So are you a hand-raiser? Were you a hand-raiser? Let�s discuss this a little bit�

June 20, 2004

Several months ago I had an idea about something I thought might be a fun activity for myself and some of my fellow bloggers. Now, several months later, after receiving some positive feedback about the idea and having spent more time thinking about how it would work, I am finally going to present it to you and see who is interested in participating.

My idea is to have regular BlogSwaps. A BlogSwap is where, for one post, another blogger will write on your site and you will write on someone else’s site. Here is how it would work:

June 20, 2004

I don’t like capris pants (those pant-short hybrids that come down to about mid-calf). While I strongly dislike them on women, I really don’t like seeing men wearing them. Yes, you read that correctly. I have seen men in capris pants. As a matter of fact, I’ve seen lots of men wearing capris pants. While we were wandering around the zoo yesterday I saw several men wearing them. And in case you are wondering, these were not particularly feminine men - they were just guys out for the day with their families. I am guessing the male version of capris pants has a masculine name. They are probably sold as “hiking shorts” or “macho masculine legwear” or something. I will never wear them. I promise.

I did some quick math this afternoon and estimate that today I filled out my two thousandth blank. I figure that each sermon has an average of 8 to 10 blanks to fill out. I have been attending churches that hand out the “fill-in-the-blank” message outlines for about four years now, so I should be right around 2000 blanks.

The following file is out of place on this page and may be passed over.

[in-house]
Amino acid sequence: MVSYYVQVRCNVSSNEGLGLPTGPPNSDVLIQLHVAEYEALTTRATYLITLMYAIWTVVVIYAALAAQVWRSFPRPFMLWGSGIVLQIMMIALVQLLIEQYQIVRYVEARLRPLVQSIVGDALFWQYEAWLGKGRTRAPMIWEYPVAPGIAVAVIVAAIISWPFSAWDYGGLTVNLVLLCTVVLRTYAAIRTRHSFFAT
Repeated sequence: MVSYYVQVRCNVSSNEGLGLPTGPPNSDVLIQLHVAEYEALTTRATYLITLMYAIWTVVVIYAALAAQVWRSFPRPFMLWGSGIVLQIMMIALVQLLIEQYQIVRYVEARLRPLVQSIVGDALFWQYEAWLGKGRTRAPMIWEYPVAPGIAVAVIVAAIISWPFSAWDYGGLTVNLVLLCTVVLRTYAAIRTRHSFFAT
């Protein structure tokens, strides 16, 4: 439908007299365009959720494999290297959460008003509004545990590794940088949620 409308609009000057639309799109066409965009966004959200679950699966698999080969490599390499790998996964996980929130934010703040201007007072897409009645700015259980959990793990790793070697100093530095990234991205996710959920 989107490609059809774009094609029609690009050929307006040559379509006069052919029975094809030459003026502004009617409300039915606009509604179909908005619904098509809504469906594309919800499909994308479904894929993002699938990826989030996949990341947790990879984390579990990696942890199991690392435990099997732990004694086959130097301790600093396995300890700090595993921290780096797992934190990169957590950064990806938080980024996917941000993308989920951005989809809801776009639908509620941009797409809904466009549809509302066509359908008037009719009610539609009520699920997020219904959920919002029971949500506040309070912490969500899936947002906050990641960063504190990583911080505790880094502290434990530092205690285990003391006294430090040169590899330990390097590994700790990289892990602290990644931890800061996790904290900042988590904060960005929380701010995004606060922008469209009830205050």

I was thinking today about the song “Unchanging” by Chris Tomlin, a song that many churches sing on a regular basis. The chorus includes the words “so we raise up holy hands / to praise the holy One / Who was and is and is to come.” Nice words and a great tune. I got to thinking, though, about the Biblical inspiration for the song and realized that the verse it comes from, 1 Timothy 2:8 reads “I want men everywhere to lift up holy hands in prayer, without anger or disputing.” The context of the verse is about how men should worship and is followed by a few verses speaking about women and worship. According to this passage, then, only men should be lifting their hands during this song. Actually, even more correctly, men should be lifting their hands in prayer, not in song.

This song also contains a grammatical error…I think. It says “wide is your love and grace.” Shouldn’t that read “wide are your love and grace?”

Coming up this week I have a review of Brian McLaren’s book More Ready Than You Realize. I am also working on a series of interviews to be posted (eventually) on this site. I have a few other things I am working on so hope to have a productive week of writing.

June 19, 2004

Admission to the zoo: $46.00
Lunch at the zoo: $16.58
Gas to get to the zoo: $10.00
Pony ride at the zoo: $4.00
Watching your daughter see an antelope and screaming “MOOOOO!”: Priceless

We had initially decided to have a quiet day at home today, but round about 9:30 Aileen said “why don’t we do something today?” So after some discussion we arrived at the idea of going to the zoo. So we packed ourselves into the car and drove clear across Toronto to the Metro Toronto Zoo. It was a great day to be there. The crowds were as sparse as they are likely to be on a non-rainy summer Saturday and the weather cooperated very well, varying between clouds and sun, but without letting go a drop of rain.

The kids had a great time seeing all the animals they know from the Bible, their stories and of course, the occasional Disney movie.

So it was a nice day. I don’t understand how anyone can go through that sort of exhibition and still doubt the existence of a Creator. But perhaps I am biased!